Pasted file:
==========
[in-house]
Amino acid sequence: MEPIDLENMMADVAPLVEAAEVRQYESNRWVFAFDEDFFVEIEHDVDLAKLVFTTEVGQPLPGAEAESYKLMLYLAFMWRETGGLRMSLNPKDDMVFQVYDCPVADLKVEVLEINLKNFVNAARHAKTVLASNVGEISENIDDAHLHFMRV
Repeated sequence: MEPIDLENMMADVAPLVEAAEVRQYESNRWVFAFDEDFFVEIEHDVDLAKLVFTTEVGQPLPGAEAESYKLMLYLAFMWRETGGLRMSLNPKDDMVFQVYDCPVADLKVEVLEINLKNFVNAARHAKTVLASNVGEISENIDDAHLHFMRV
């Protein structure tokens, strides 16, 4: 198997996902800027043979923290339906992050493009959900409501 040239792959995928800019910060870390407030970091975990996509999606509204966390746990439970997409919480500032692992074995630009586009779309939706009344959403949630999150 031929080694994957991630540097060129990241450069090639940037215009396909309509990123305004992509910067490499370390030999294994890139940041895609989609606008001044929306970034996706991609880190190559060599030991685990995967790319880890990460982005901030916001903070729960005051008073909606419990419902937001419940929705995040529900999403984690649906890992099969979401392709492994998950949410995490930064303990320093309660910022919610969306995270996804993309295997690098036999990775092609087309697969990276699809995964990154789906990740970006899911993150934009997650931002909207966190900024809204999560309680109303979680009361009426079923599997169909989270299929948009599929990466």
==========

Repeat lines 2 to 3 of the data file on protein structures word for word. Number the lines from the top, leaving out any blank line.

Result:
Amino acid sequence: MEPIDLENMMADVAPLVEAAEVRQYESNRWVFAFDEDFFVEIEHDVDLAKLVFTTEVGQPLPGAEAESYKLMLYLAFMWRETGGLRMSLNPKDDMVFQVYDCPVADLKVEVLEINLKNFVNAARHAKTVLASNVGEISENIDDAHLHFMRV
Repeated sequence: MEPIDLENMMADVAPLVEAAEVRQYESNRWVFAFDEDFFVEIEHDVDLAKLVFTTEVGQPLPGAEAESYKLMLYLAFMWRETGGLRMSLNPKDDMVFQVYDCPVADLKVEVLEINLKNFVNAARHAKTVLASNVGEISENIDDAHLHFMRV